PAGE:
Connect with us

Broadband Roundup

The FCC and Relinquished Authority Over Social Media, Amazon’s Worker Surveillance, White Spaces Database

Jericho Casper



Official FCC photo of the agency's five commissioners

Several trade associations last week notified the Federal Communications Commission that adhering to President Donald Trump’s executive crackdown on social media bias would reverse the agency’s decision to remove net neutrality regulations.

In a comment filed on Wednesday, New America told the FCC that the commission gave up its authority over internet service providers and online platforms when it reclassified ISPs as "information services" under Title I of the Communications Act of 1934, which the agency can't closely regulate.

"The commission has abdicated its authority on net neutrality by reclassifying broadband internet access service under Title I information service," the group wrote. "Therefore to claim regulatory authority now over information services is inconsistent with agency precedent."

Advocacy group Public Knowledge maintained Tuesday that extending the FCC's regulative authority to social media platforms would backtrack the Republican high-profile net neutrality repeal, which effectively decided that the way ISPs handle internet traffic is not within the FCC's jurisdiction.

"The FCC has previously declined to classify edge services, including social media services, as information services," the group said. "The National Telecommunications and Information Administration's petition never actually requests that the FCC classify social media as an information service, it just asks for disclosure requirements."

While many groups have attempted to bring to light that service providers don't fall explicitly under the FCC's purview, the Free State Foundation noted that the Communications Decency Act is part of the Communications Act, over which the FCC does have authority to make changes that are "in the public interest." Clarifying and interpreting an existing statute, as opposed to promulgating entirely new speech restrictions, should be squarely within the FCC's rights, the FSF argued.

Open Markets report exposes Amazon’s omnipresent surveillance of its workers

The COVID-19 pandemic has accelerated the use of surveillance software by employers, with Amazon leading the troubling trend. Amazon pervasively surveils its more than 800,000 workers, which harms workers in a variety of ways, according to a new report.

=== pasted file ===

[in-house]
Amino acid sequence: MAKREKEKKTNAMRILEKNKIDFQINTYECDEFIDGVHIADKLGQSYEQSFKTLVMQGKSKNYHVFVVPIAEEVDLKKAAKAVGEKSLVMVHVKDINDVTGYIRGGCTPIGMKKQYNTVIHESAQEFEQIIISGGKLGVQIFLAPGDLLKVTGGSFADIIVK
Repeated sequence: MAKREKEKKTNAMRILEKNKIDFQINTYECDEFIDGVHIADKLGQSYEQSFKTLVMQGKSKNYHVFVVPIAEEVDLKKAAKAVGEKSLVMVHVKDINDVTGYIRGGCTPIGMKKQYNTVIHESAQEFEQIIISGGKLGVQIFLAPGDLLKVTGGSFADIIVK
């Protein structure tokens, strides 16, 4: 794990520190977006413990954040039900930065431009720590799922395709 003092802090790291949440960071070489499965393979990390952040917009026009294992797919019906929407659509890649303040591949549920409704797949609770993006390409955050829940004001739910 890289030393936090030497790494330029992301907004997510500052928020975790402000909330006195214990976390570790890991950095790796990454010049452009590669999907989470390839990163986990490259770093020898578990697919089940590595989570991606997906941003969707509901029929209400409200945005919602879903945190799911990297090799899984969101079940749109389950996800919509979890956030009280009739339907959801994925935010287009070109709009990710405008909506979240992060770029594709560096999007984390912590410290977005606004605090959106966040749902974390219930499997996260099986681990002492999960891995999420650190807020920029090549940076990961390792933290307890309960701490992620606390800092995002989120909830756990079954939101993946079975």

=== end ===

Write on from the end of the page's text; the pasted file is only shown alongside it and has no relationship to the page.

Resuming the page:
Open Markets Institute last week released a report titled “Eyes Everywhere: Amazon’s Surveillance Infrastructure and Revitalizing Worker Power"(PDF), which calls on Congress and state legislatures to enact new worker protections and prevent the formation of dominant corporations.

According to the report, Amazon uses surveillance to deter workers from legal efforts to unionize and to make it easier for the corporation to terminate workers for deviating from productivity metrics, which workers may not know exist.

The report finds that Amazon’s surveillance harms the health and mental well-being of workers. For example, requiring workers to use scanners, which count down the number of seconds within which employees must complete the assigned task, creates the psychological effect of a constant “low-grade panic” to work faster.

Amazon’s surveillance practices, Open Markets says, embody one of the signature problems of monopoly power: the ability to limit workers’ freedom and privacy.

FCC transfers control of White Spaces database

The FCC’s Office of Engineering and Technology officially transferred control of the agency’s White Spaces database from Nominet UK to RED Technologies, according to Inside Towers.

“White Spaces” are unused spectrum in the 600 MHz service band, or broadcast television bands, which the agency permits unlicensed intentional radiators to operate on.

RED Technologies said it looks forward to working with the FCC to support expanded broadband connectivity and innovative new uses of spectrum, through TV White Spaces technology. The company told the agency that like Nominet, RED Technologies is a “highly experienced operator of spectrum access systems.”

The FCC and the companies say the transfer of control will not affect the way existing or future White Space equipment connects to the database. The change will not affect how the public queries the database and registers protected entity locations also will not change.


Signup for Broadband Breakfast

Get twice-weekly Breakfast Media news alerts.
* = required field